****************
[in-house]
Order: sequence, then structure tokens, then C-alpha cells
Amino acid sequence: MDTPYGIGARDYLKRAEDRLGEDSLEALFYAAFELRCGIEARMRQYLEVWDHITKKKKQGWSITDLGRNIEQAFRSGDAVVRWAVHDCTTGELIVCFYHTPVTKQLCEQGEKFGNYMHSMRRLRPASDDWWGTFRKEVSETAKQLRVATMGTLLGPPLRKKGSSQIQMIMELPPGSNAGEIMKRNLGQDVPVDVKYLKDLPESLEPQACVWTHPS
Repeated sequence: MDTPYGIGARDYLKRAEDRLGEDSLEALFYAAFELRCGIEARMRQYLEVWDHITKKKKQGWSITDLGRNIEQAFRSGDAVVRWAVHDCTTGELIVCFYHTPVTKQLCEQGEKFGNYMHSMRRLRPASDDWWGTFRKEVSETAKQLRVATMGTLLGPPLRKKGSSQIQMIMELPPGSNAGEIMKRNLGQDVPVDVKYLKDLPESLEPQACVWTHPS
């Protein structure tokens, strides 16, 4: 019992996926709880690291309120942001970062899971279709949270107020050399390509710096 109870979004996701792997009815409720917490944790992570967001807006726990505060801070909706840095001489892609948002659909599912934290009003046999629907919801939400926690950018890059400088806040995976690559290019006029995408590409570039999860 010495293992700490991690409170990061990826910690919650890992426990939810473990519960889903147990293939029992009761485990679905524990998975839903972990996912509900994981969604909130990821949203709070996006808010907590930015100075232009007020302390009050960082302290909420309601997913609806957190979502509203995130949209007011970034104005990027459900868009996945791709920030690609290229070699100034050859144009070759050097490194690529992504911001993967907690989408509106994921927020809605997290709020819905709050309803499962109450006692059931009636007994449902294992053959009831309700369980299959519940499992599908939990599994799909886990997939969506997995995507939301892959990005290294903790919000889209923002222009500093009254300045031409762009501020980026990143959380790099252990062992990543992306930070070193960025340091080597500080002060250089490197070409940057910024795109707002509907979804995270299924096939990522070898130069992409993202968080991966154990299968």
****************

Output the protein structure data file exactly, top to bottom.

[in-house]
Order: sequence, then structure tokens, then C-alpha cells
Amino acid sequence: MDTPYGIGARDYLKRAEDRLGEDSLEALFYAAFELRCGIEARMRQYLEVWDHITKKKKQGWSITDLGRNIEQAFRSGDAVVRWAVHDCTTGELIVCFYHTPVTKQLCEQGEKFGNYMHSMRRLRPASDDWWGTFRKEVSETAKQLRVATMGTLLGPPLRKKGSSQIQMIMELPPGSNAGEIMKRNLGQDVPVDVKYLKDLPESLEPQACVWTHPS
Repeated sequence: MDTPYGIGARDYLKRAEDRLGEDSLEALFYAAFELRCGIEARMRQYLEVWDHITKKKKQGWSITDLGRNIEQAFRSGDAVVRWAVHDCTTGELIVCFYHTPVTKQLCEQGEKFGNYMHSMRRLRPASDDWWGTFRKEVSETAKQLRVATMGTLLGPPLRKKGSSQIQMIMELPPGSNAGEIMKRNLGQDVPVDVKYLKDLPESLEPQACVWTHPS
């Protein structure tokens, strides 16, 4: 019992996926709880690291309120942001970062899971279709949270107020050399390509710096 109870979004996701792997009815409720917490944790992570967001807006726990505060801070909706840095001489892609948002659909599912934290009003046999629907919801939400926690950018890059400088806040995976690559290019006029995408590409570039999860 010495293992700490991690409170990061990826910690919650890992426990939810473990519960889903147990293939029992009761485990679905524990998975839903972990996912509900994981969604909130990821949203709070996006808010907590930015100075232009007020302390009050960082302290909420309601997913609806957190979502509203995130949209007011970034104005990027459900868009996945791709920030690609290229070699100034050859144009070759050097490194690529992504911001993967907690989408509106994921927020809605997290709020819905709050309803499962109450006692059931009636007994449902294992053959009831309700369980299959519940499992599908939990599994799909886990997939969506997995995507939301892959990005290294903790919000889209923002222009500093009254300045031409762009501020980026990143959380790099252990062992990543992306930070070193960025340091080597500080002060250089490197070409940057910024795109707002509907979804995270299924096939990522070898130069992409993202968080991966154990299968």